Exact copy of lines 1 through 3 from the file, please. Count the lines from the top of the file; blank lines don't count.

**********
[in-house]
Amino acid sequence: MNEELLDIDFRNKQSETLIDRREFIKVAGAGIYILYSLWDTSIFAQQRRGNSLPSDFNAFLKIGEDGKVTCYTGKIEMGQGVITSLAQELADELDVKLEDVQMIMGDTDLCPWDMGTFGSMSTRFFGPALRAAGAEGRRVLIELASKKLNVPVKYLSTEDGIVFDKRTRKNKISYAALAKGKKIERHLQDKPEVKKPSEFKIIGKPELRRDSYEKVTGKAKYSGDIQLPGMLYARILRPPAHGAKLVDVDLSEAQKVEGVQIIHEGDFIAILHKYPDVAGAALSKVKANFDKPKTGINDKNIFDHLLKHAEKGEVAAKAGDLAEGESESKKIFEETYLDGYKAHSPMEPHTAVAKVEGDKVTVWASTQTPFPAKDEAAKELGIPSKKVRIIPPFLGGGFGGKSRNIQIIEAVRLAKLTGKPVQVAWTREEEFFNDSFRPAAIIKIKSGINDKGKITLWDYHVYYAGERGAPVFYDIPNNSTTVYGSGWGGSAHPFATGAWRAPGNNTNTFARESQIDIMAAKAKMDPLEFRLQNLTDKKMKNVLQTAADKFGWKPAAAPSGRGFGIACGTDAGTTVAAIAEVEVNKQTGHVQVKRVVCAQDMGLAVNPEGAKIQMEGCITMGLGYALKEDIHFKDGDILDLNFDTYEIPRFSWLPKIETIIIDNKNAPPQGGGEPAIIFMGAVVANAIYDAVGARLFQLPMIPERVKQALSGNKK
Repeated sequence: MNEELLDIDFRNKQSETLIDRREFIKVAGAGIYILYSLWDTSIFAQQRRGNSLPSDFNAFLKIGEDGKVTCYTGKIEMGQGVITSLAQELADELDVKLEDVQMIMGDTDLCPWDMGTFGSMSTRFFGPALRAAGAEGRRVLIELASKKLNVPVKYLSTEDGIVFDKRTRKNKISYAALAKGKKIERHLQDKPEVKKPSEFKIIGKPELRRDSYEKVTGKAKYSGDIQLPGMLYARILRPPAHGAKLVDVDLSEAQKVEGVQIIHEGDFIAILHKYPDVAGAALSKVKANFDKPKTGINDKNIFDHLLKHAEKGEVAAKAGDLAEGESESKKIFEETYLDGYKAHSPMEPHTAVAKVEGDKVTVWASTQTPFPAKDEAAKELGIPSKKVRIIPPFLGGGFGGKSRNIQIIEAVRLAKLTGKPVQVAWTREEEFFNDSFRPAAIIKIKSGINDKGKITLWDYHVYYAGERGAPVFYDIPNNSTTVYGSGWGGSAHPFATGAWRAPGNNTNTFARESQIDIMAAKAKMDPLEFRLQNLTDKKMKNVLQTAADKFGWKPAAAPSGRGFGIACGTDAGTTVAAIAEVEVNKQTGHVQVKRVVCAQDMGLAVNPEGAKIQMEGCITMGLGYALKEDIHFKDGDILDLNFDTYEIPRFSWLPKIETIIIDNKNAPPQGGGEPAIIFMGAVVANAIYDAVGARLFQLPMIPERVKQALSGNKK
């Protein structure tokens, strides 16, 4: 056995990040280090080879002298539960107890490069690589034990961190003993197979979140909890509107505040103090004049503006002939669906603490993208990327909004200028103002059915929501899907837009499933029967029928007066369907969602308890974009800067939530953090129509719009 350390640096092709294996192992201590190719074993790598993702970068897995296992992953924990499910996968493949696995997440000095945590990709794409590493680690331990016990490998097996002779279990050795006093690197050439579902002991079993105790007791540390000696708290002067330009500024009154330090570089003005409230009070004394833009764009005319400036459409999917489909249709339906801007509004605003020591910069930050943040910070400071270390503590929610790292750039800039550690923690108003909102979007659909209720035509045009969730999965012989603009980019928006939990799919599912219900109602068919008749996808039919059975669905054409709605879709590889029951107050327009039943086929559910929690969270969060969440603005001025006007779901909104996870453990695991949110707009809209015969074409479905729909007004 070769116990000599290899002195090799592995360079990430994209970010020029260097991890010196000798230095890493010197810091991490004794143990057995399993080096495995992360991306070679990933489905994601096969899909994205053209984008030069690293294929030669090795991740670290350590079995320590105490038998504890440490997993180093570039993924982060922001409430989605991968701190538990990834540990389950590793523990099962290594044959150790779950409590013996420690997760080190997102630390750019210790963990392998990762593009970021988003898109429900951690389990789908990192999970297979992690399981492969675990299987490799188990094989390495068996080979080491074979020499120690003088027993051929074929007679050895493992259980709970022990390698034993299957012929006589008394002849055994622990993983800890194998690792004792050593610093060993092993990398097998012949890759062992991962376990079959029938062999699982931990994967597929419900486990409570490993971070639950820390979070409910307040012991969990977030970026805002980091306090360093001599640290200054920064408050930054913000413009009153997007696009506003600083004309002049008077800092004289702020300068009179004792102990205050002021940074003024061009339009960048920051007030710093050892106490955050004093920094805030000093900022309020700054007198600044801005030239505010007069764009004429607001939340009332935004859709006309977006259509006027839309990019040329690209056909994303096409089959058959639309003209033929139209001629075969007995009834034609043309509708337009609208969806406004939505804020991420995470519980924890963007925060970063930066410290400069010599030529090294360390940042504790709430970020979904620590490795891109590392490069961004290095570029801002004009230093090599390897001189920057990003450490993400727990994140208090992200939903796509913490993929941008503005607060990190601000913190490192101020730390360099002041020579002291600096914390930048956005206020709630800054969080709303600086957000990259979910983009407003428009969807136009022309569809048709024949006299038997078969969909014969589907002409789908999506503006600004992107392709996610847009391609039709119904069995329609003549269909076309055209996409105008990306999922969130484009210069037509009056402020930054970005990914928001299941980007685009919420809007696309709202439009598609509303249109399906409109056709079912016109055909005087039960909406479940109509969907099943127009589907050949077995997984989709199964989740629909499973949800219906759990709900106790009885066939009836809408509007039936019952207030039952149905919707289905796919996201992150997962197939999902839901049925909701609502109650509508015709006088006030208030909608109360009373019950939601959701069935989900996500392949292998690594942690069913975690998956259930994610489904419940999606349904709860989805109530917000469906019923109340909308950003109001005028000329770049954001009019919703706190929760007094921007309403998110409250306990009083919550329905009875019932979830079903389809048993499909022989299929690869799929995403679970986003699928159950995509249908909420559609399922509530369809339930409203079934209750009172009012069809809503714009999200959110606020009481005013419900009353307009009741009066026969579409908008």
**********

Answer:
[in-house]
Amino acid sequence: MNEELLDIDFRNKQSETLIDRREFIKVAGAGIYILYSLWDTSIFAQQRRGNSLPSDFNAFLKIGEDGKVTCYTGKIEMGQGVITSLAQELADELDVKLEDVQMIMGDTDLCPWDMGTFGSMSTRFFGPALRAAGAEGRRVLIELASKKLNVPVKYLSTEDGIVFDKRTRKNKISYAALAKGKKIERHLQDKPEVKKPSEFKIIGKPELRRDSYEKVTGKAKYSGDIQLPGMLYARILRPPAHGAKLVDVDLSEAQKVEGVQIIHEGDFIAILHKYPDVAGAALSKVKANFDKPKTGINDKNIFDHLLKHAEKGEVAAKAGDLAEGESESKKIFEETYLDGYKAHSPMEPHTAVAKVEGDKVTVWASTQTPFPAKDEAAKELGIPSKKVRIIPPFLGGGFGGKSRNIQIIEAVRLAKLTGKPVQVAWTREEEFFNDSFRPAAIIKIKSGINDKGKITLWDYHVYYAGERGAPVFYDIPNNSTTVYGSGWGGSAHPFATGAWRAPGNNTNTFARESQIDIMAAKAKMDPLEFRLQNLTDKKMKNVLQTAADKFGWKPAAAPSGRGFGIACGTDAGTTVAAIAEVEVNKQTGHVQVKRVVCAQDMGLAVNPEGAKIQMEGCITMGLGYALKEDIHFKDGDILDLNFDTYEIPRFSWLPKIETIIIDNKNAPPQGGGEPAIIFMGAVVANAIYDAVGARLFQLPMIPERVKQALSGNKK
Repeated sequence: MNEELLDIDFRNKQSETLIDRREFIKVAGAGIYILYSLWDTSIFAQQRRGNSLPSDFNAFLKIGEDGKVTCYTGKIEMGQGVITSLAQELADELDVKLEDVQMIMGDTDLCPWDMGTFGSMSTRFFGPALRAAGAEGRRVLIELASKKLNVPVKYLSTEDGIVFDKRTRKNKISYAALAKGKKIERHLQDKPEVKKPSEFKIIGKPELRRDSYEKVTGKAKYSGDIQLPGMLYARILRPPAHGAKLVDVDLSEAQKVEGVQIIHEGDFIAILHKYPDVAGAALSKVKANFDKPKTGINDKNIFDHLLKHAEKGEVAAKAGDLAEGESESKKIFEETYLDGYKAHSPMEPHTAVAKVEGDKVTVWASTQTPFPAKDEAAKELGIPSKKVRIIPPFLGGGFGGKSRNIQIIEAVRLAKLTGKPVQVAWTREEEFFNDSFRPAAIIKIKSGINDKGKITLWDYHVYYAGERGAPVFYDIPNNSTTVYGSGWGGSAHPFATGAWRAPGNNTNTFARESQIDIMAAKAKMDPLEFRLQNLTDKKMKNVLQTAADKFGWKPAAAPSGRGFGIACGTDAGTTVAAIAEVEVNKQTGHVQVKRVVCAQDMGLAVNPEGAKIQMEGCITMGLGYALKEDIHFKDGDILDLNFDTYEIPRFSWLPKIETIIIDNKNAPPQGGGEPAIIFMGAVVANAIYDAVGARLFQLPMIPERVKQALSGNKK